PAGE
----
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Distributed for University of British Columbia Press

Scandalous Conduct

Canadian Officer Courts Martial, 1914–45

A critical perspective on the ideas of honor and dishonor in the Canadian military.

Drunken disorderliness. Cowardice in battle. Sexual indecency. Following court-martials for disgraceful deeds, hundreds of Canadian officers lost their commissions during the First and Second World Wars. Scandalous Conduct investigates the forgotten experiences of these dismissed ex-officers to offer a new critical perspective on constructed notions of honor and dishonor. Matthew Barrett explores how changing definitions of scandalous behavior shaped the quintessential honor crime known as “conduct unbecoming an officer and a gentleman.” Symbolized by the loss of commissioned rank, dishonor represented a direct challenge to the discredited officer's prestige, livelihood, and sense of manhood. Drawing on fascinating court cases, Scandalous Conduct demonstrates the instability of the ideal of military honor, dependent as it was on changing social circumstances and disciplinary requirements.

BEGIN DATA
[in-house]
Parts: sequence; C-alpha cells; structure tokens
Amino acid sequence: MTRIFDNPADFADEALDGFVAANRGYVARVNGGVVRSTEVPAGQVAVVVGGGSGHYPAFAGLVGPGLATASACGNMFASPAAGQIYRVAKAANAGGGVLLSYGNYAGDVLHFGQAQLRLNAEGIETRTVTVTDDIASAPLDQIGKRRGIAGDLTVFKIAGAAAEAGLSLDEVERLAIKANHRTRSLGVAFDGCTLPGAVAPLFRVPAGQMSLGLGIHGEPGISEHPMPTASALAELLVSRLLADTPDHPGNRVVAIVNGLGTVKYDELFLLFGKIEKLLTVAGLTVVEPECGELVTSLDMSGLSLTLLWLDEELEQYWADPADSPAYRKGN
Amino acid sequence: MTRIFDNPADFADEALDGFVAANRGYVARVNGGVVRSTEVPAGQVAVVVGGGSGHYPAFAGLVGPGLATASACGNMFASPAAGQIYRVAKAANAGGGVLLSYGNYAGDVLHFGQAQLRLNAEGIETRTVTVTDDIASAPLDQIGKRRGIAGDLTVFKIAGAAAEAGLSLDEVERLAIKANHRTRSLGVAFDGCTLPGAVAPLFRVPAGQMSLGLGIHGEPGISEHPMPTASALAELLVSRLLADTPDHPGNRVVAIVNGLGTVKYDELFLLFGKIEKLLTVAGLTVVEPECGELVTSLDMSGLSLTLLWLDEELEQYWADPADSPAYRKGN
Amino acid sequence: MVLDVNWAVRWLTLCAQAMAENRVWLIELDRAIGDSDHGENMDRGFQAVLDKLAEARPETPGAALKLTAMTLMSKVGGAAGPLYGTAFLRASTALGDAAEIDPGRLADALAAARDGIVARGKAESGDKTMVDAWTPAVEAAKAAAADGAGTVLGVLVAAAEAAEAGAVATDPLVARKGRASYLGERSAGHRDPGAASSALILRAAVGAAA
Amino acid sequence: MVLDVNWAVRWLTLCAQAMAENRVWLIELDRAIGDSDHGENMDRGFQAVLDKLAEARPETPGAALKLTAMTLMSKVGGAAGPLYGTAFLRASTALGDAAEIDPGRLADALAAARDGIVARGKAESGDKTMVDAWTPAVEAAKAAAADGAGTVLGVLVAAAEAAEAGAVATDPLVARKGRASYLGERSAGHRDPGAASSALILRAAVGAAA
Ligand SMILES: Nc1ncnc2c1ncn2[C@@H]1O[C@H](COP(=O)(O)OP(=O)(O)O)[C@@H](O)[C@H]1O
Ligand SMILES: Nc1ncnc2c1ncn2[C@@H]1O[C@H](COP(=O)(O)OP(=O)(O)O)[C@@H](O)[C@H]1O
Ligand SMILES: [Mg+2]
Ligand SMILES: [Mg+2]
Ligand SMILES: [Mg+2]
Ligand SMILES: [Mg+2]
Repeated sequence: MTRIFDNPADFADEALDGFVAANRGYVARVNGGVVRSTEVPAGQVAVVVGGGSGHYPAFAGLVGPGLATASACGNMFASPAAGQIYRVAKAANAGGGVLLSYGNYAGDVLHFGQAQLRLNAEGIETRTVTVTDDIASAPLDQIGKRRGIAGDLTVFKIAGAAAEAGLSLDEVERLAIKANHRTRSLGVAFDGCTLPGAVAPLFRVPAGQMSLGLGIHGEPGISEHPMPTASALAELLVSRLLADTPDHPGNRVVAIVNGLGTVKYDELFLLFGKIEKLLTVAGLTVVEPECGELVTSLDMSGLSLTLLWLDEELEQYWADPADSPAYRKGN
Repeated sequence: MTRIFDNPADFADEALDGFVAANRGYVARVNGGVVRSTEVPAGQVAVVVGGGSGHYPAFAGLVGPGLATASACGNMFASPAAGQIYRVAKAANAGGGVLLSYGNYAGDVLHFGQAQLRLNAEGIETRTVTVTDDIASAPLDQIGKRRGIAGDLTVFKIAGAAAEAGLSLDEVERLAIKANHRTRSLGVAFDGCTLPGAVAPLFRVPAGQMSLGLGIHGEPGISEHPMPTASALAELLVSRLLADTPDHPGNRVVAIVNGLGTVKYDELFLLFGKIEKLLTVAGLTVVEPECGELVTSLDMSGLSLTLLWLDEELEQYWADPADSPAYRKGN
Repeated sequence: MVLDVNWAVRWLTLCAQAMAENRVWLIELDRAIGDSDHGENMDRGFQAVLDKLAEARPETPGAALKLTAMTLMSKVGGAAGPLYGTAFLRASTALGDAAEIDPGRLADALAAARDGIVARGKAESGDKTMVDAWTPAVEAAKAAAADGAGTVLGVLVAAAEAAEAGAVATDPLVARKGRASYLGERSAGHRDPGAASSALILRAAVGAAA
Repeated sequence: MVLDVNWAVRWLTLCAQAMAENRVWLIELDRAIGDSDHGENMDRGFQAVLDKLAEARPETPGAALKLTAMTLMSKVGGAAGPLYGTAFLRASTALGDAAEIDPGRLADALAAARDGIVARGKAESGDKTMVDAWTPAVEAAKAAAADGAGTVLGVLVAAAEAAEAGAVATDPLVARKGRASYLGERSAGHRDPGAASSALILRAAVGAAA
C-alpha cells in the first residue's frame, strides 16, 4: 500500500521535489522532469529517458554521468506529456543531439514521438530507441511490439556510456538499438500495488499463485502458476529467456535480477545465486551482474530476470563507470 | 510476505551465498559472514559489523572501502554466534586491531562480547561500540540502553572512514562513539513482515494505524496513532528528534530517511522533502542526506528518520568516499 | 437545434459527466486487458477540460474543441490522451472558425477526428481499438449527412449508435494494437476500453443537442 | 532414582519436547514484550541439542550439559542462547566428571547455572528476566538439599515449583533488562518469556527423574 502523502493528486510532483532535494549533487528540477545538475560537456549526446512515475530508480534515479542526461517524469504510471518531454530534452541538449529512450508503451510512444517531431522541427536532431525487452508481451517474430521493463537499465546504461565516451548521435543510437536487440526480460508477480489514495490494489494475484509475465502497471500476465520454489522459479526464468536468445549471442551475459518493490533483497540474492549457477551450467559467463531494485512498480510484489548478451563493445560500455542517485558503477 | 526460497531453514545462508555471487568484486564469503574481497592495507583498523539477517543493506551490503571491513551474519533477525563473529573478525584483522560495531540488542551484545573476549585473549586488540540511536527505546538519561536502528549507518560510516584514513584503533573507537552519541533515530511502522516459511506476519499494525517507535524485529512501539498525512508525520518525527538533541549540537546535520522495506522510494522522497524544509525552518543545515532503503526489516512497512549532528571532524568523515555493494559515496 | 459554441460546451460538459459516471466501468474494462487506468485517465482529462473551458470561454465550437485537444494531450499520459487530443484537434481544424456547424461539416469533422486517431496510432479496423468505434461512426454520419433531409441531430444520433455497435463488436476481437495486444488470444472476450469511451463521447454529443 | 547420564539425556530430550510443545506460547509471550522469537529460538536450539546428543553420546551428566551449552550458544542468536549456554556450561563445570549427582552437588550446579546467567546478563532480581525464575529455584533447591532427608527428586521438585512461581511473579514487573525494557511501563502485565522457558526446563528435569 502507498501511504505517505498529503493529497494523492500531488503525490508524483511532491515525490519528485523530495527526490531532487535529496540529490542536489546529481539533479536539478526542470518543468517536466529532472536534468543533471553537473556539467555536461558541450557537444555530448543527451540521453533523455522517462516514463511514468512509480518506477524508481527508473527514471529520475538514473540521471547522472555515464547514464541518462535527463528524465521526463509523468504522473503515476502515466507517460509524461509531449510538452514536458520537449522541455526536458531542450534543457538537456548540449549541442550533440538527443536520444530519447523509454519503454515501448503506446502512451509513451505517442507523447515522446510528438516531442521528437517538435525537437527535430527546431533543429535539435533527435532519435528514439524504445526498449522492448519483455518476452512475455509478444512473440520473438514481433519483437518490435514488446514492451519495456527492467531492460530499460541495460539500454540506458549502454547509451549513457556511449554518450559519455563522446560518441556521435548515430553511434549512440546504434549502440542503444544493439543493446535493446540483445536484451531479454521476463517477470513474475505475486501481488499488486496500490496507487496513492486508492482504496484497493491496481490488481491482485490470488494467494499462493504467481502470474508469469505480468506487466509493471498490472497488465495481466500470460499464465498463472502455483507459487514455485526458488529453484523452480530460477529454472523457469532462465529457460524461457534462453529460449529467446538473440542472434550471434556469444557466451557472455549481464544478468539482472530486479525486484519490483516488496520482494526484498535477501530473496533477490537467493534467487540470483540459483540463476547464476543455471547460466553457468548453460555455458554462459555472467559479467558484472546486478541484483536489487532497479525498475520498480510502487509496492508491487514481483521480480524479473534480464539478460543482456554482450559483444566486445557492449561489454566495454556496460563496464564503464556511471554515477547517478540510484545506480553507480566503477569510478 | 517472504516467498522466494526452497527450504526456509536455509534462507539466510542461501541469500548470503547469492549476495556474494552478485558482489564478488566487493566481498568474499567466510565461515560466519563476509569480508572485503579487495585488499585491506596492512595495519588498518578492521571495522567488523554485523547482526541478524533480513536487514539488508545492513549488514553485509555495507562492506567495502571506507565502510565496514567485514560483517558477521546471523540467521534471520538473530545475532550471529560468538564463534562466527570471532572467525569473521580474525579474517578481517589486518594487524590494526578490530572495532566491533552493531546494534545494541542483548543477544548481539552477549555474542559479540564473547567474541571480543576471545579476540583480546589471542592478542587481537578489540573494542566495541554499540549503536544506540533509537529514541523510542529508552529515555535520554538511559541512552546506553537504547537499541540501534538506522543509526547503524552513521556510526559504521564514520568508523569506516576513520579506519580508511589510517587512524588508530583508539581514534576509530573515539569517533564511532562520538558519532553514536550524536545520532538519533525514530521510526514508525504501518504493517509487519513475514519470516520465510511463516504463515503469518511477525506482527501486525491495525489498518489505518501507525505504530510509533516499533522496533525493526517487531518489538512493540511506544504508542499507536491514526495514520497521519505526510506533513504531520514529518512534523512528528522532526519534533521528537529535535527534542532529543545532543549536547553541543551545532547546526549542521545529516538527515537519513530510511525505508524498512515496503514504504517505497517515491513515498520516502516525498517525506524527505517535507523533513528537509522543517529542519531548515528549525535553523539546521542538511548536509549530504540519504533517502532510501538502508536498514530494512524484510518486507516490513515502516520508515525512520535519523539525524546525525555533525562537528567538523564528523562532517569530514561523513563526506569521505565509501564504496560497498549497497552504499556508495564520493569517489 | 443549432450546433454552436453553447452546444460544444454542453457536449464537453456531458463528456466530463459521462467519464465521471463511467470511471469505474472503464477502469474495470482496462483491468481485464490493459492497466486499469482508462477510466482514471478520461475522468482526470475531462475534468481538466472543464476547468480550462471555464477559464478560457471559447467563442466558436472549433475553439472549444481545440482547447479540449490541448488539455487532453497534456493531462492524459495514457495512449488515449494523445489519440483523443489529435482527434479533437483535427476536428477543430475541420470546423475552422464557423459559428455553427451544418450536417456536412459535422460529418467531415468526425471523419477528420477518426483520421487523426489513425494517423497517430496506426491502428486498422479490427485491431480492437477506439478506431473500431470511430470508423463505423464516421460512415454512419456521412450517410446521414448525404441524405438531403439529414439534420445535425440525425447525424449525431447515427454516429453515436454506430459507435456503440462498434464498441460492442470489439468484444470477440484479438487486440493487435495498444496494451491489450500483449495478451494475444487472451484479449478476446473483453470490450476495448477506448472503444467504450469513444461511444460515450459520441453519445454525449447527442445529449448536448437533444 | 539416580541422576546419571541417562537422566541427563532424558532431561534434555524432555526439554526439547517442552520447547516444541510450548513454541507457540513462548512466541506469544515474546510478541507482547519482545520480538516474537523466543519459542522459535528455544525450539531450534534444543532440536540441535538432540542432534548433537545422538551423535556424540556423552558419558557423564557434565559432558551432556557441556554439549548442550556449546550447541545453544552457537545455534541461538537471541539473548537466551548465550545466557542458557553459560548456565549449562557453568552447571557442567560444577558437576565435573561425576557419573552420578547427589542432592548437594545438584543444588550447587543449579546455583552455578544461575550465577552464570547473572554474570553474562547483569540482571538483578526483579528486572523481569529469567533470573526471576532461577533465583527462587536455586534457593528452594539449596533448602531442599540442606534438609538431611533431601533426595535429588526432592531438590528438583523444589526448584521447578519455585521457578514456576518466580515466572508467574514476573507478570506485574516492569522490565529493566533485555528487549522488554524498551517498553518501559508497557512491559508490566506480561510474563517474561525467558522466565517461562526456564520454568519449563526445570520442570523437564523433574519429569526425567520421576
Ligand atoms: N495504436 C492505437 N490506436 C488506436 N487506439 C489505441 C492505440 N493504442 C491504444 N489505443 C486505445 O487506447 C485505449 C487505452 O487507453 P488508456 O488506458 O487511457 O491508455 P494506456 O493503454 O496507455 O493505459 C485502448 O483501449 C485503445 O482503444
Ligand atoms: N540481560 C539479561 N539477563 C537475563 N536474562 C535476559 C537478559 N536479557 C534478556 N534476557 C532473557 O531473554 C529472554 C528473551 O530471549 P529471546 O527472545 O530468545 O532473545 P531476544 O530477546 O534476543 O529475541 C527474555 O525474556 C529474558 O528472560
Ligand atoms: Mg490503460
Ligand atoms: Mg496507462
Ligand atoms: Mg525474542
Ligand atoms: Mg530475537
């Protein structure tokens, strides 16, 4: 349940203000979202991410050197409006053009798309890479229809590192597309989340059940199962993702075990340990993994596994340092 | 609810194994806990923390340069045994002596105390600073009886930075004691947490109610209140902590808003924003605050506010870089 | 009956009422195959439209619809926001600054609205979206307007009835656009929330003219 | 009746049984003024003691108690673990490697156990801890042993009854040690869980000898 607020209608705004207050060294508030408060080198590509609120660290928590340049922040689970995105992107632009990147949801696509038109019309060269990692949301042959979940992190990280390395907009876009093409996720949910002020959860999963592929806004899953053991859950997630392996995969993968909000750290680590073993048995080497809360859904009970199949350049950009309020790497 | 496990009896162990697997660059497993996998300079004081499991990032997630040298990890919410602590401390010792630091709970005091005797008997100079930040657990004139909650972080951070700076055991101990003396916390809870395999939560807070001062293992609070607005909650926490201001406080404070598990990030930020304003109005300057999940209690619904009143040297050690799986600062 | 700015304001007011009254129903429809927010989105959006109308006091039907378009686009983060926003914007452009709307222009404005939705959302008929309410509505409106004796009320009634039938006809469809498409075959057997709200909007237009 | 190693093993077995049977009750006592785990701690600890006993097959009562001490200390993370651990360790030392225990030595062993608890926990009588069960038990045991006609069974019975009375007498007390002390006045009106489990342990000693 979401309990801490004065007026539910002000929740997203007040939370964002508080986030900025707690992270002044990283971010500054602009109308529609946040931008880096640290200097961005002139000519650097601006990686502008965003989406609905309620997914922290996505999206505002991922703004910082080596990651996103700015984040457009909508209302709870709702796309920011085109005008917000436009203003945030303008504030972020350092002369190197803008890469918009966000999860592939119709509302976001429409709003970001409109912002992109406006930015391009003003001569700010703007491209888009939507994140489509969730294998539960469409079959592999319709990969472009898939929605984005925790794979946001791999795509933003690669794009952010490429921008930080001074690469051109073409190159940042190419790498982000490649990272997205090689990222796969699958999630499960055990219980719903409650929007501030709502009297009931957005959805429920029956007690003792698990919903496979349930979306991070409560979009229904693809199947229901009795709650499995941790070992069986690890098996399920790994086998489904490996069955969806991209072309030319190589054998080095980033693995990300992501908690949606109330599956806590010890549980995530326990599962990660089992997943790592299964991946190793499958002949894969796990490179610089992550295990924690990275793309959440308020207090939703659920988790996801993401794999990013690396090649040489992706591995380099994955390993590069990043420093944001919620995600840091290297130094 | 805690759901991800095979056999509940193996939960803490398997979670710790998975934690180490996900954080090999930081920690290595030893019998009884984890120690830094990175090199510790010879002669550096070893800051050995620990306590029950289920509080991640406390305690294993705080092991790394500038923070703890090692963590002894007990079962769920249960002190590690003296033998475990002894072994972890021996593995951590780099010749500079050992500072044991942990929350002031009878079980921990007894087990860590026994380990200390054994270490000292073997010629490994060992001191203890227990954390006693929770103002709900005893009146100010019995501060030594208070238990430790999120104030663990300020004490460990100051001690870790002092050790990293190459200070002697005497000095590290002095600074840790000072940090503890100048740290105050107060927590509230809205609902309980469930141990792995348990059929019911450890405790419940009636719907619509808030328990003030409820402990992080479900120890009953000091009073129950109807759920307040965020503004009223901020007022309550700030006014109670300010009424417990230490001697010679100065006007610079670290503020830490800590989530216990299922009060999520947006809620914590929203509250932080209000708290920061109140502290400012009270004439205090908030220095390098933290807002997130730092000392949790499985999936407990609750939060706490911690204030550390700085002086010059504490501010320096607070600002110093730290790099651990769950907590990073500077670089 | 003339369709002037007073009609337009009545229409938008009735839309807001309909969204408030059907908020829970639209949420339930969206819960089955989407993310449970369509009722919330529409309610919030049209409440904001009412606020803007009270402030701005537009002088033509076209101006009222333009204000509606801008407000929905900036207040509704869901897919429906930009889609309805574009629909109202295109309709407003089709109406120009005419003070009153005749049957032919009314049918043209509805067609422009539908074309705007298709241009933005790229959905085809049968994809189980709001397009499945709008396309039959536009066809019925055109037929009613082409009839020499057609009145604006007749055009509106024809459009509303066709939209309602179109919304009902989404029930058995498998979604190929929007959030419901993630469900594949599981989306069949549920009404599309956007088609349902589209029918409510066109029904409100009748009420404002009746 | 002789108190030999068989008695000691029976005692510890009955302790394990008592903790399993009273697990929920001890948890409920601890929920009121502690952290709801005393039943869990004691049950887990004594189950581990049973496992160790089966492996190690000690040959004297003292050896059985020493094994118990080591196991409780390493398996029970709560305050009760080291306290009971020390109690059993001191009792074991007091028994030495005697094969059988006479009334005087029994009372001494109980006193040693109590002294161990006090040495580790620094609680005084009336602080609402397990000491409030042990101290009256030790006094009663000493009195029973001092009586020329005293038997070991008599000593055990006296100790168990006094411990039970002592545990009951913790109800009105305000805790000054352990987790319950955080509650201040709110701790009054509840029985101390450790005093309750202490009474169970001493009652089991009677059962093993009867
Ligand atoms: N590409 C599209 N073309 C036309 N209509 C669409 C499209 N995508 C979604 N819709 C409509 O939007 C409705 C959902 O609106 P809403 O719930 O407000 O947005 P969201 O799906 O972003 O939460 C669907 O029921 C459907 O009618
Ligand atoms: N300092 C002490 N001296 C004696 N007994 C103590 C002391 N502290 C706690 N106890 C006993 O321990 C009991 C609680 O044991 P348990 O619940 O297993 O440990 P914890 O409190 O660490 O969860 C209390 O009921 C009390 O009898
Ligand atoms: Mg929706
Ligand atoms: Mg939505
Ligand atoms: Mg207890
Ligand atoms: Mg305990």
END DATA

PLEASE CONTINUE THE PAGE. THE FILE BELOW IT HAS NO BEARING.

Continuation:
280 pages | 20 halftones, 10 tables, 2 charts | 6 x 9

Studies in Canadian Military History

History: Military History


Reviews

Scandalous Conduct surveys a wide body of previously unseen evidence on court-martialed officers in the Canadian armed forces. It is a fine piece of scholarship.”

Teresa Iacobelli, author of Death or Deliverance: Canadian Courts-Martial in the Great War

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